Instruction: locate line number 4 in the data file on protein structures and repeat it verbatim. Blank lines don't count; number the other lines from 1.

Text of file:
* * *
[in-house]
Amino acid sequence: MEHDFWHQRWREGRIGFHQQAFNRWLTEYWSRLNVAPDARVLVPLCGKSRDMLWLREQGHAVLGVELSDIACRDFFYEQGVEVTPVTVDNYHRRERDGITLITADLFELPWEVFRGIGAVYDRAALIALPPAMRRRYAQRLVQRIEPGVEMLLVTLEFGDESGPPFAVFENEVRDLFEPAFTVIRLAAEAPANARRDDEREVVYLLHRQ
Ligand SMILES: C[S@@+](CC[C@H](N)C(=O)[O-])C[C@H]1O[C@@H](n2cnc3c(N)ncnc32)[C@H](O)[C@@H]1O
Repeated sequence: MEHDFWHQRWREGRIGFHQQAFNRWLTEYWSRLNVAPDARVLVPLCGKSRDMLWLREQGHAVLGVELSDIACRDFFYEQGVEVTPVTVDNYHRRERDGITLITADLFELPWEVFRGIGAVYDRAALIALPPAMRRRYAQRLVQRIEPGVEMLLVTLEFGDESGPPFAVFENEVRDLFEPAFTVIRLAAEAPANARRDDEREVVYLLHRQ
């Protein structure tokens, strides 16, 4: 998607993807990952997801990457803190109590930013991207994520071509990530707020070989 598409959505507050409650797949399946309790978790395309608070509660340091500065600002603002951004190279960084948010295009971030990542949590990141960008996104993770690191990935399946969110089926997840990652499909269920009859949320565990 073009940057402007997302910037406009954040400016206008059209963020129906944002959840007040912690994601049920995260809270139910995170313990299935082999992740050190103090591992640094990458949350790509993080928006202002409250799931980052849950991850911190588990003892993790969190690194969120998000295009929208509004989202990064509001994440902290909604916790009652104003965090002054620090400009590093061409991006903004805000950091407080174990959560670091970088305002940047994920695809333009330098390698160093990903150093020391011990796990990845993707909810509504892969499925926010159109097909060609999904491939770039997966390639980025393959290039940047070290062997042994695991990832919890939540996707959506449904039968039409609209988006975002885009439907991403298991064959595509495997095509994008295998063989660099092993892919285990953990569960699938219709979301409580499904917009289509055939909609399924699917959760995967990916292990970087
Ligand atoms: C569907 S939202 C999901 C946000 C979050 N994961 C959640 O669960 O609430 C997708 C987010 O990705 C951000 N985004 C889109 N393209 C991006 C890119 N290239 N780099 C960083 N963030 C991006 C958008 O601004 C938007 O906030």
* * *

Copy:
Repeated sequence: MEHDFWHQRWREGRIGFHQQAFNRWLTEYWSRLNVAPDARVLVPLCGKSRDMLWLREQGHAVLGVELSDIACRDFFYEQGVEVTPVTVDNYHRRERDGITLITADLFELPWEVFRGIGAVYDRAALIALPPAMRRRYAQRLVQRIEPGVEMLLVTLEFGDESGPPFAVFENEVRDLFEPAFTVIRLAAEAPANARRDDEREVVYLLHRQ